How former Savannah State basketball star Ezinne Kalu made her way to the Tokyo Olympics – Savannah Morning News

Savannah State women’s basketball coach Cedric Baker faces a dilemma when he watches the United States Olympic women’s basketball team’s opener against Nigeria in Tokyo early Tuesday morning.
Should he do the usual and root for Team USA, coached by Dawn Staley of the University of South Carolina, a coach he has gone head-to-head against a few times? Or should he go against the tide and back the Nigerian team that features his former Tigers player Ezinne Kalu?
“I’m a big fan of women’s basketball and promoting our sport,” said Baker, who has coached the Tigers for 17 years. “You always root for the home team, but Ezinne means a lot to me. So I’m hoping both teams play well.”
๐™ƒ๐™ค๐™ฌ ๐™ฉ๐™ค ๐™ฌ๐™–๐™ฉ๐™˜๐™ ๐™€๐™ฏ๐™ž๐™ฃ๐™ฃ๐™š!#HailSSU | #SSU | @DtigressNG | @_the9jaqueen
Kalu was a prep star in her days at Science Park High in New Jersey, becoming the first player in school history to score 2,000 points.
A 2015 graduate of SSU with a degree in African studies, Kalu owns the school’s NCAA Division I scoring record with 2,119 career points. She made the 2012 All-Mid-Eastern Athletic Conference team and was named to the 2015 All-MEAC Tournament team and 2015 All-MEAC first team. She led several of the most successful women’s basketball teams in school history during her career as a Tiger.
In 2015, Kalu led the Tigers to their first MEAC title and the program’s first appearance in the NCAA tournament. SSU lost in the first round to a South Carolina squad coached by Staley, now also the U.S. Olympic coach. 
Kalu was born in Newark, New Jersey as a dual citizen of Nigeria and the United States. Her father is from Nigeria and her mother is from South Carolina. 
The 29-year-old has been sharing her experiences in Tokyo on her Twitter feed at @_the9jaqueen. She is on top of the world getting a chance to represent Nigeria in the Olympics.
Ezinne Kalu will definitely have the whole world glued to their TV because of her exemplary performance at the @Olympics
“If you told 21-year-old me that I’d be playing for a national team or in the Olympics, I would look at you like you had three heads,” Kalu said in an SSU press release. “That’s huge! I am just a young girl from New Jersey who went to an HBCU and now I am going to be playing in the Tokyo Olympics.”
Baker stays in close touch with Kalu, currently playing professionally in France, and is looking forward to watching her on television as the first Olympics player he has coached.
“Ezinne was always driven as a basketball player, but first and foremost, she was also motivated in the classroom. That’s what made her such a special student-athlete,” Baker said. “I remember recruiting her and was so glad she chose to come to SSU. Everyone at the school played a part in the process of her coming here.”
Baker said SSU football legend Shannon Sharpe was being inducted into the school’s hall of fame while Kalu was visiting on a recruiting trip.
“I remember Ezinne saying that we’d be putting her in the hall of fame one day,” Baker said. “Seeing Shannon go in helped motivate her and stay committed to living out her dream. And she has shown if you put in the work, success will follow.”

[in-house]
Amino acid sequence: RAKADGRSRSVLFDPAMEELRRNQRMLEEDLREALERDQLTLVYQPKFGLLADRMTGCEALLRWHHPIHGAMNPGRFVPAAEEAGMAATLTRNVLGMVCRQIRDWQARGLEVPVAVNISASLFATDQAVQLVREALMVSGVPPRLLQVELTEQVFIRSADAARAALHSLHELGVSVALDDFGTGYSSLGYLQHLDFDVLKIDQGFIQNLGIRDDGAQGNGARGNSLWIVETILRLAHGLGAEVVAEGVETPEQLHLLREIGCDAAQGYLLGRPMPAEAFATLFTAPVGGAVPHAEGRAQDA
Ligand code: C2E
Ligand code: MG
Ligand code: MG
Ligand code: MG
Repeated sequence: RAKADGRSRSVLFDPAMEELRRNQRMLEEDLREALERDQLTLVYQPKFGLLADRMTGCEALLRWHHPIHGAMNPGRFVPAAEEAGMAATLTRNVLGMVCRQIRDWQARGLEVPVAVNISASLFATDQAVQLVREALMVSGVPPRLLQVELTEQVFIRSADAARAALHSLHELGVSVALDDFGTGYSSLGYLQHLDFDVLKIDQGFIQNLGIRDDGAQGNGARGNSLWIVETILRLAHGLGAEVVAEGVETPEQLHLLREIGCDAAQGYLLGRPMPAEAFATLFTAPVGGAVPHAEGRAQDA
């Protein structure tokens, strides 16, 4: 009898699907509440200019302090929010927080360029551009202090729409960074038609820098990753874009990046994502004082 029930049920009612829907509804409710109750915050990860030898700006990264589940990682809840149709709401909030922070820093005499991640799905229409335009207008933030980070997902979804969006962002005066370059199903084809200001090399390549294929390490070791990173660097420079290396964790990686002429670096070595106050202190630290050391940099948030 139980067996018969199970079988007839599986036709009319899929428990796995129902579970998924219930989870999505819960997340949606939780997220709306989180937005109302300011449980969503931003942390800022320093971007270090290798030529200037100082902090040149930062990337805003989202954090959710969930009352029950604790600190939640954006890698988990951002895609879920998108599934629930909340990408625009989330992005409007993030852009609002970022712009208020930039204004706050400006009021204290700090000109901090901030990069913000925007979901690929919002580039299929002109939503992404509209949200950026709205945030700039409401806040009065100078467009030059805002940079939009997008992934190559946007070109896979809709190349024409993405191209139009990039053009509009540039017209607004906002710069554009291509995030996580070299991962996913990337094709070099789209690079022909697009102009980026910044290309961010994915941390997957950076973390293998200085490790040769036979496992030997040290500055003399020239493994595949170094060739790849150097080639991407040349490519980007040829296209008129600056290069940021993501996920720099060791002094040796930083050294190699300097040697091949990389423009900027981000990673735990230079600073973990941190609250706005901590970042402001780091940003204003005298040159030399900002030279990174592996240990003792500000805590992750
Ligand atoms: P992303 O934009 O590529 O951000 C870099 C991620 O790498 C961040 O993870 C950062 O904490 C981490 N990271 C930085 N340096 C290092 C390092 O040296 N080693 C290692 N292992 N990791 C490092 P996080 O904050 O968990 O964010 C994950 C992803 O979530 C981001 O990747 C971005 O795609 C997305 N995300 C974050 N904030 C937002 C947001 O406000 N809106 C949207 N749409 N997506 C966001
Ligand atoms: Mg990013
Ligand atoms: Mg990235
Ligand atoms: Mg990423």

Baker remembers going to an Adidas national event in Atlanta to scout Kalu when she was in high school.
“I was impressed with her fundamentals,” Baker said. “She was a good ball handler and had excellent passing ability, and a true jump shot — she had the total package,” Baker said. “Once she got to the Division I level, what separated her from the rest was her willingness to accept constructive criticism and be coachable.
“And she is a student of the game — putting in a lot of work mentally in the film room, while having the ability to elevate her game physically.”
After graduating from SSU, Kalu immediately started playing professionally in Europe. She’s had stints with teams in Portugal, Hungary and Germany before landing in France, where she averaged 15.7 points, 3.4 rebounds and 3.2 assists in the 2019-20 season for Landerneau BB.
She started playing for Nigeria in 2011, and the point guard has served as a captain and co-captain of the squad in recent years. This will be the second appearance in the Olympics for Nigeria. Nigeria qualified after winning the 2019 Federation Internationale de Basketball (FIBA) Africa Championship. Nigeria beat Senegal 60-55 in the championship game, and Kalu averaged 13.0 points, three steals and 3.2 assists per game to earn MVP honors at the tournament.
Baker said he’s just as proud of Kalu off the court as he is of her as a player.
“She’s a great person who made lasting relationships with her teammates and everyone at SSU. That gives my heart joy and really makes me happy,” Baker said. “I’m pleased to see her playing at an elite level, and she’s gone against coach Staley several times at South Carolina — so she’s going against a familiar face and these aren’t unchartered waters.
“I’m going to be rooting for both. As her former coach and a fan of women’s basketball, I can’t lose.”
Dennis Knight covers sports for the Savannah Morning News. Contact him at Twitter: @DennisKnightSMN


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